Then, once they get back to work, the NFL expects it to take another six weeks for the paperwork to be filed with the league office. Plus, the league still has not decided if it would allow a player to change his legal name on a jersey in-season. Thus, it may take some time before the name change is reflected on his jersey.
Dorsey is a starting-quality player, but the 49ers are thin behind him. San Francisco will surely look to add at the position. But don’t expect any quick fixes. There might be some players on the street who can help, but none will be better than Dorsey. That’s fine. The 49ers just need depth there.
There is one available veteran who could potentially be attractive and that’s former Oakland defensive tackle Richard Seymour. He is best suited as a 3-4 defensive lineman.
But there are issues. Seymour will be 34 next month. His play has declined and there have been reports he is only interested in playing with a big contract. There is little chance the 49ers would break the bank for a player who would come in, need conditioning time and then just be a rotational player.
So, in the end, the 49ers will find someone, but don’t expect a major jolt here.
Welcome to Eight in the Box, an NFL Nation feature that will appear each Friday during the offseason. This week's topic: Who should be the primary target (including trades) for each team when free agency begins?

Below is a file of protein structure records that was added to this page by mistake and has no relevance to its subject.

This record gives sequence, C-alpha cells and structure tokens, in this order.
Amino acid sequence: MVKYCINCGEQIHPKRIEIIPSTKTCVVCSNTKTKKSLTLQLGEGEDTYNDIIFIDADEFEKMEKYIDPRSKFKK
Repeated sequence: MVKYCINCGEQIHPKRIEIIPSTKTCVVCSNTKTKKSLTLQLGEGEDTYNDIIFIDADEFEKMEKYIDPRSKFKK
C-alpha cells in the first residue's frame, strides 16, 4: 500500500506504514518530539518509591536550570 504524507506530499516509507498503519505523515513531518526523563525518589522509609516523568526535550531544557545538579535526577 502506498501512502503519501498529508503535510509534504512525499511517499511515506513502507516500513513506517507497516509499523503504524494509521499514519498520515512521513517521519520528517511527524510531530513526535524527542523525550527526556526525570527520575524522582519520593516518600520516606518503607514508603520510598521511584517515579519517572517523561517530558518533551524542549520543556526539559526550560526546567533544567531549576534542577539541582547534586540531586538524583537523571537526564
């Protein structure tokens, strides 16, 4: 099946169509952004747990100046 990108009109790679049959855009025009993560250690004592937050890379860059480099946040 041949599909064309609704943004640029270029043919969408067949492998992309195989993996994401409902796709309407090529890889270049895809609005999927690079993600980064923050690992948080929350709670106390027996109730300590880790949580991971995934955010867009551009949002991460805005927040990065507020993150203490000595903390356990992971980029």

Arizona Cardinals: This was a tough assignment because I'm not of the mind that teams should rush out to sign free agents at inflated prices. In most cases, NFC West teams should let the market settle before striking. My first inclination for Arizona would have the Cardinals seeking to stabilize the quarterback position. Much depends upon whether Kevin Kolb remains in the picture. Kolb is due to receive a $2 million roster bonus March 17. Free agency begins five days earlier, potentially giving Arizona some time to decide upon its course. Indianapolis' Drew Stanton is a free agent and would come to Arizona already knowing the offense coach Bruce Arians is installing. Miami's Matt Moore was someone I thought might project as a solid backup with the potential to start if needed, but he re-signed with the Dolphins. Not that Stanton or Moore would excite anyone, but after watching John Skelton and Ryan Lindley struggle last season, the Cardinals need to get better at quarterback as soon as possible. They need options.